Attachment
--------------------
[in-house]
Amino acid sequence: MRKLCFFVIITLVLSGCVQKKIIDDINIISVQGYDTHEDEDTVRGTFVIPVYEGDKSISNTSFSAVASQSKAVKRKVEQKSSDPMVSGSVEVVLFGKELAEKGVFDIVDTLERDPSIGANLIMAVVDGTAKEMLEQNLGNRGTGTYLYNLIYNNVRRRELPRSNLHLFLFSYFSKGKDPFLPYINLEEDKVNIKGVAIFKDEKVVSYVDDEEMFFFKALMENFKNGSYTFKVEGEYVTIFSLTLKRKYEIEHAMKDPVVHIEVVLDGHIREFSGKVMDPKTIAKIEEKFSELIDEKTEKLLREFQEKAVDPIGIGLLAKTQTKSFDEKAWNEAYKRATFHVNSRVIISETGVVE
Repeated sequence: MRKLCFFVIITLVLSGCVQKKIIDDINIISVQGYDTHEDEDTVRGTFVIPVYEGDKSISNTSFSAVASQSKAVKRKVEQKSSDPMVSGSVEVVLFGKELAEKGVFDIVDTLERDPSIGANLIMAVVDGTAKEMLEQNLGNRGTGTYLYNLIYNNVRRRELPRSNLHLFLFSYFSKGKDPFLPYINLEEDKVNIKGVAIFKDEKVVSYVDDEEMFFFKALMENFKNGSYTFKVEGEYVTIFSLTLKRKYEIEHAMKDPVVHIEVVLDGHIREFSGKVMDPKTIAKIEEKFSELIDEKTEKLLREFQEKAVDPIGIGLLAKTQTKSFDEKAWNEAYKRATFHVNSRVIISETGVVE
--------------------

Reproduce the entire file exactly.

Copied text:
[in-house]
Amino acid sequence: MRKLCFFVIITLVLSGCVQKKIIDDINIISVQGYDTHEDEDTVRGTFVIPVYEGDKSISNTSFSAVASQSKAVKRKVEQKSSDPMVSGSVEVVLFGKELAEKGVFDIVDTLERDPSIGANLIMAVVDGTAKEMLEQNLGNRGTGTYLYNLIYNNVRRRELPRSNLHLFLFSYFSKGKDPFLPYINLEEDKVNIKGVAIFKDEKVVSYVDDEEMFFFKALMENFKNGSYTFKVEGEYVTIFSLTLKRKYEIEHAMKDPVVHIEVVLDGHIREFSGKVMDPKTIAKIEEKFSELIDEKTEKLLREFQEKAVDPIGIGLLAKTQTKSFDEKAWNEAYKRATFHVNSRVIISETGVVE
Repeated sequence: MRKLCFFVIITLVLSGCVQKKIIDDINIISVQGYDTHEDEDTVRGTFVIPVYEGDKSISNTSFSAVASQSKAVKRKVEQKSSDPMVSGSVEVVLFGKELAEKGVFDIVDTLERDPSIGANLIMAVVDGTAKEMLEQNLGNRGTGTYLYNLIYNNVRRRELPRSNLHLFLFSYFSKGKDPFLPYINLEEDKVNIKGVAIFKDEKVVSYVDDEEMFFFKALMENFKNGSYTFKVEGEYVTIFSLTLKRKYEIEHAMKDPVVHIEVVLDGHIREFSGKVMDPKTIAKIEEKFSELIDEKTEKLLREFQEKAVDPIGIGLLAKTQTKSFDEKAWNEAYKRATFHVNSRVIISETGVVE